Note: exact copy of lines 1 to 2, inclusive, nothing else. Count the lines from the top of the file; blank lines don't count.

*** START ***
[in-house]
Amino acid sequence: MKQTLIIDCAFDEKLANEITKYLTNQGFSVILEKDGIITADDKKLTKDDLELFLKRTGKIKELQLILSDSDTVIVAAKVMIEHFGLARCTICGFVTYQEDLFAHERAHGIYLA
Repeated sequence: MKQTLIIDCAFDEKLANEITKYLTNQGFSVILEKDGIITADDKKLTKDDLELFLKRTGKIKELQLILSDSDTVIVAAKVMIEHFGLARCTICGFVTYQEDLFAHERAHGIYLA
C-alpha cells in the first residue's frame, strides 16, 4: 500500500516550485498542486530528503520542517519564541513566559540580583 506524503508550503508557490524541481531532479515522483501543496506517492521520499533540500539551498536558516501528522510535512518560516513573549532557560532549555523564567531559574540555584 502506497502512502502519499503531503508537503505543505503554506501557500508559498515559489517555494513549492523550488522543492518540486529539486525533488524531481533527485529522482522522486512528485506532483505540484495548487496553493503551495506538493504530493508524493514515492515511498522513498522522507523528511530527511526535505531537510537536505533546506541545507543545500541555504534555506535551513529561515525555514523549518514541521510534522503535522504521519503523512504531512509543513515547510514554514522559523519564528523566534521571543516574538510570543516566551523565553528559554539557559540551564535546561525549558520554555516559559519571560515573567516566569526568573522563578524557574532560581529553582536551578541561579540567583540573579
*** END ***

[in-house]
Amino acid sequence: MKQTLIIDCAFDEKLANEITKYLTNQGFSVILEKDGIITADDKKLTKDDLELFLKRTGKIKELQLILSDSDTVIVAAKVMIEHFGLARCTICGFVTYQEDLFAHERAHGIYLA